Gemini XII EVA trainingEdit
Aldrin trained for the original Gemini XII EVA version which was then revised to eliminate the task of using a manned maneuvering unit. Aldrin returned to the McDonogh facility and trained for the final version of his EVA. NASA considered the flight EVA to be a total success, and Aldrin again returned to McDonogh to perform a post-mission evaluation of the EVA. The post-mission evaluation verified the value of using neutral buoyancy simulation training before attempting all of the EVA tasks while wearing a pressure suit and working in the hostile environment of space. Aldrin himself recognized some minor flaws of neutral buoyancy training, but described the method to have a "considerable advantage" over Keplerian trajectory aircraft.
After the successful EVAs in the Gemini XII mission, NASA constructed tanks for neutral buoyancy simulation: The Water Immersion Facility at the Manned Spacecraft Center and the Neutral Buoyancy Simulator at Marshall Space Flight Center. Following use of those facilities during the Apollo and Skylab programs, NASA eventually constructed the Weightless Environment Training Facility at the Manned Spacecraft Center in Houston and later the Neutral Buoyancy Laboratory, where Shuttle and Space Station astronauts are trained in neutral buoyancy. Astronauts and cosmonauts also train at the Yuri Gagarin Cosmonaut Training Center near Moscow. These accomplishments were summarized in a feature article published by the Baltimore Sun newspaper in 2009. In September 2011, the Gemini XLV Symposium included a review of these accomplishments by G. Samuel Mattingly and featured remarks by astronauts Richard Gordon, Tom Jones, and Buzz Aldrin.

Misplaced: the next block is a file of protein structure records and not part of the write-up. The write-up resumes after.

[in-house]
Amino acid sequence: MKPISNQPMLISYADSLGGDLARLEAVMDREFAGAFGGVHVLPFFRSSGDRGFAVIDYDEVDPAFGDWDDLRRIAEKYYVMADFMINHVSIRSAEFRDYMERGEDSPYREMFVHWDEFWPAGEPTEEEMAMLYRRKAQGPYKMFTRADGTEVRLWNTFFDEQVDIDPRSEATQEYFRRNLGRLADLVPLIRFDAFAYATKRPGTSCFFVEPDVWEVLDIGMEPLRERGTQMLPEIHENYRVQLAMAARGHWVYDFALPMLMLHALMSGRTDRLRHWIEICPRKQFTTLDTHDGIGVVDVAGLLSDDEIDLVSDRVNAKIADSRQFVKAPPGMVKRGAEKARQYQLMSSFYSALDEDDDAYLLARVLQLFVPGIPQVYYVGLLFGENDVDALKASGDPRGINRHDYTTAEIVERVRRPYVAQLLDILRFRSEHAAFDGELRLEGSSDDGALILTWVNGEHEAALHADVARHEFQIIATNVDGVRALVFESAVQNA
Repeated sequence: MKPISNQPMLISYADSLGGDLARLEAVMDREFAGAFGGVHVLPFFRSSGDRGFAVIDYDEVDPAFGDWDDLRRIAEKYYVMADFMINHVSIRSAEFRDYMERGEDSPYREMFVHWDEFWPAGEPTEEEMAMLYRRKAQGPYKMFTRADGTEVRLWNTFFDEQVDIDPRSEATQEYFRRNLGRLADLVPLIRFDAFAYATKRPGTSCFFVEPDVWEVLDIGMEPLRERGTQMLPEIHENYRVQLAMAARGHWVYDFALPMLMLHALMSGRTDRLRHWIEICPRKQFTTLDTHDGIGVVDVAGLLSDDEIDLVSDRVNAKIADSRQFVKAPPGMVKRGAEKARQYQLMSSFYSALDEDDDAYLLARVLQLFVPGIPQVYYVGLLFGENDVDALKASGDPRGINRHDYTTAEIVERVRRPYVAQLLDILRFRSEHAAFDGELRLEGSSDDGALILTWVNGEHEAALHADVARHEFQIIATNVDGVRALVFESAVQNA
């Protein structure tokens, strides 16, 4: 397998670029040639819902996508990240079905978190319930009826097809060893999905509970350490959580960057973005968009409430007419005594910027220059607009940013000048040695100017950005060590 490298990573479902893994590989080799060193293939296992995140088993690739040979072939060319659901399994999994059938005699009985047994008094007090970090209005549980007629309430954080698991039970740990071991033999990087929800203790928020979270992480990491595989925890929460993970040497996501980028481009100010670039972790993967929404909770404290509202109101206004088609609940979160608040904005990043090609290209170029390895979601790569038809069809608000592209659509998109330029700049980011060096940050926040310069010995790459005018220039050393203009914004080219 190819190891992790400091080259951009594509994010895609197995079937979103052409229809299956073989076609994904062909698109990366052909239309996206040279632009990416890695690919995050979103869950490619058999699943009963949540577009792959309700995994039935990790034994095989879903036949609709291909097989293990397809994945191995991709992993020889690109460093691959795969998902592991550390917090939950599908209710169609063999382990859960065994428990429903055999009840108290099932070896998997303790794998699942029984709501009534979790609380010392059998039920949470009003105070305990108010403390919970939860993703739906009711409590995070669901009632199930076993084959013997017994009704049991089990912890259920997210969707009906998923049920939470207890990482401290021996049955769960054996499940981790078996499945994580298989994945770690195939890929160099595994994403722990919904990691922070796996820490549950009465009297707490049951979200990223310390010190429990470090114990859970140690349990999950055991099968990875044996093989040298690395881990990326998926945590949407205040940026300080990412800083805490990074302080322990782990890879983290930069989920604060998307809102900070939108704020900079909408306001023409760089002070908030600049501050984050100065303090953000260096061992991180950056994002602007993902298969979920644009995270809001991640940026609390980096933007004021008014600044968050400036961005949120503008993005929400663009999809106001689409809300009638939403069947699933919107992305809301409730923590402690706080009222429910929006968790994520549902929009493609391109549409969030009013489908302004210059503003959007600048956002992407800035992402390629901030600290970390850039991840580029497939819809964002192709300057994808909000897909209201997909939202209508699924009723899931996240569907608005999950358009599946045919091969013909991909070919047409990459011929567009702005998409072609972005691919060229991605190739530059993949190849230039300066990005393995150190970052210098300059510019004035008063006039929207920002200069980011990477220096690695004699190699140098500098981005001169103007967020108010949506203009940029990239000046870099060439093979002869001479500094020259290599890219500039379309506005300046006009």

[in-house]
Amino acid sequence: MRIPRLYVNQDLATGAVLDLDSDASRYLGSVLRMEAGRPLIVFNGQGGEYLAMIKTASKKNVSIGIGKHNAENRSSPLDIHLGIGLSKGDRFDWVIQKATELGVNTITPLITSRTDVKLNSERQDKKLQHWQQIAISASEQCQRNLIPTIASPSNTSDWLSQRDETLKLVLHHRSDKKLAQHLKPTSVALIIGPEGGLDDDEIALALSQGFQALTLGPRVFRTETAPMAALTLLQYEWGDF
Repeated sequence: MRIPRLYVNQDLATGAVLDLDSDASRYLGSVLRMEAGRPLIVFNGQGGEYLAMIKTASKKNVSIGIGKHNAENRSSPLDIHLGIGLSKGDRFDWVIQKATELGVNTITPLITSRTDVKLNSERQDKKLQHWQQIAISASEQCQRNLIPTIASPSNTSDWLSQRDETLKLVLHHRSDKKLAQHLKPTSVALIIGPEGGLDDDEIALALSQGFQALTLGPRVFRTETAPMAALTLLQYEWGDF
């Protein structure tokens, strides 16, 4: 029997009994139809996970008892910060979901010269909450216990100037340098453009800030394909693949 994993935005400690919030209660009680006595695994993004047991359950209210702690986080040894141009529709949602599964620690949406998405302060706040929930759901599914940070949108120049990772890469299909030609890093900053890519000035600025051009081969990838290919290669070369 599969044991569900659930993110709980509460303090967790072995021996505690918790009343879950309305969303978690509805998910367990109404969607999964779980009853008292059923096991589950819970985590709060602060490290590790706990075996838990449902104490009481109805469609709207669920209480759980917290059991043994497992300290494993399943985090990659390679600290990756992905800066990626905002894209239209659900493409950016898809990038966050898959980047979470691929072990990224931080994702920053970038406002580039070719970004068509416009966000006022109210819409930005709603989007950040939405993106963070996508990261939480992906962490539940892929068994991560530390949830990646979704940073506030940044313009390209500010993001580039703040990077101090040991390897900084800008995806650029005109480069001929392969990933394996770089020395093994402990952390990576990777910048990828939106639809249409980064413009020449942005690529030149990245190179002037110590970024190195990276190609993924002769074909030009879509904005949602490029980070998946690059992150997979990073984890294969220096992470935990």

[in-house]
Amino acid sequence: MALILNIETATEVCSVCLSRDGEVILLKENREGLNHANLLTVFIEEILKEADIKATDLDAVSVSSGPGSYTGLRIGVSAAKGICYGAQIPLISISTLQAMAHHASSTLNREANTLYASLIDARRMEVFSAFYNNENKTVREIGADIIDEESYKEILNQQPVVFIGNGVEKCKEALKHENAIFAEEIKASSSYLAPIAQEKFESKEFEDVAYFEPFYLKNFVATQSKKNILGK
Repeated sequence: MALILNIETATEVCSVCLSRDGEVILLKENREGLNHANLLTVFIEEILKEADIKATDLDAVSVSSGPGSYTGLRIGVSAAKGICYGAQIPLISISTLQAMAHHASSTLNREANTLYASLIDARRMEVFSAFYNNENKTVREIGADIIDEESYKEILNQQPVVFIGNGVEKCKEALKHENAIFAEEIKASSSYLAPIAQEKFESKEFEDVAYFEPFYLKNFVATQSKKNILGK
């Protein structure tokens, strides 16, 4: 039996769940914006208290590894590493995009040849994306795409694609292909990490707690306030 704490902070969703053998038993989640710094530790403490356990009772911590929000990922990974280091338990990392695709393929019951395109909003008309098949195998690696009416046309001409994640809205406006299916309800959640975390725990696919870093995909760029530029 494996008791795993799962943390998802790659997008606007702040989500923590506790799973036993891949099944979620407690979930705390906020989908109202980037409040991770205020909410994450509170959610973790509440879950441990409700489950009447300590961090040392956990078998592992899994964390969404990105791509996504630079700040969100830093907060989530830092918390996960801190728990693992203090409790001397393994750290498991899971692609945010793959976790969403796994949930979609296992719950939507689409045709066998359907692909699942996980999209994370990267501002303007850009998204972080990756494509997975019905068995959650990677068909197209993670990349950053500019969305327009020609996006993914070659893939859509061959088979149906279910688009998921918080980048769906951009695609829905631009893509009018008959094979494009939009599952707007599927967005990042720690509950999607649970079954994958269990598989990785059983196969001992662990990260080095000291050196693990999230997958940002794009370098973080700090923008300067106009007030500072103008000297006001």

During the Skylab 2 mission, astronauts Conrad and Kerwin successfully opened a solar panel that had not automatically deployed after launch. To perform this task, the astronauts trained underwater in the Neutral Buoyancy Simulator at the Marshall Space Flight Center. However, due to differences between the design of the mock-up used for training and what they found at Skylab, the astronauts used makeshift tools and redesigned how they would accomplish the task while they were in outer space.
Need for simulationEdit
Astronauts rehearse extra-vehicular activity tasks in underwater neutral buoyancy before attempting those tasks in space to gain an understanding that they cannot use their weight to provide a force and that they may move or reposition themselves if they provide a propulsive force in any vector, either planned or inadvertent. Articles describing neutral buoyancy simulation generally point out that the astronaut's spacesuit is made neutrally buoyant but that the astronaut still feels gravity inside the spacesuit so the fit of the suit is very important, and that moving around in water, a viscous fluid, creates drag that is not present in EVA.
Normal gravity experienceEdit